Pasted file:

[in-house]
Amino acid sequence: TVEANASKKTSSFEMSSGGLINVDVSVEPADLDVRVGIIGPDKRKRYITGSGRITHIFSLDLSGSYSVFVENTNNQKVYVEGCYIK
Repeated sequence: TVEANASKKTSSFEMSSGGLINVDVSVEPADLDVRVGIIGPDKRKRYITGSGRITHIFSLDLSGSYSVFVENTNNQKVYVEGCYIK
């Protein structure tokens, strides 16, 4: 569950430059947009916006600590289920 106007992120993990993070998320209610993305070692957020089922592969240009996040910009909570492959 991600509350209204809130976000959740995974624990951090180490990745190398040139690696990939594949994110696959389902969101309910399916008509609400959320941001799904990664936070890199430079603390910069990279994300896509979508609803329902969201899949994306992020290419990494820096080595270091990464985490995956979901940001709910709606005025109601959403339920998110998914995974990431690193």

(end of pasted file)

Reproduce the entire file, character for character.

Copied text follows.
[in-house]
Amino acid sequence: TVEANASKKTSSFEMSSGGLINVDVSVEPADLDVRVGIIGPDKRKRYITGSGRITHIFSLDLSGSYSVFVENTNNQKVYVEGCYIK
Repeated sequence: TVEANASKKTSSFEMSSGGLINVDVSVEPADLDVRVGIIGPDKRKRYITGSGRITHIFSLDLSGSYSVFVENTNNQKVYVEGCYIK
């Protein structure tokens, strides 16, 4: 569950430059947009916006600590289920 106007992120993990993070998320209610993305070692957020089922592969240009996040910009909570492959 991600509350209204809130976000959740995974624990951090180490990745190398040139690696990939594949994110696959389902969101309910399916008509609400959320941001799904990664936070890199430079603390910069990279994300896509979508609803329902969201899949994306992020290419990494820096080595270091990464985490995956979901940001709910709606005025109601959403339920998110998914995974990431690193």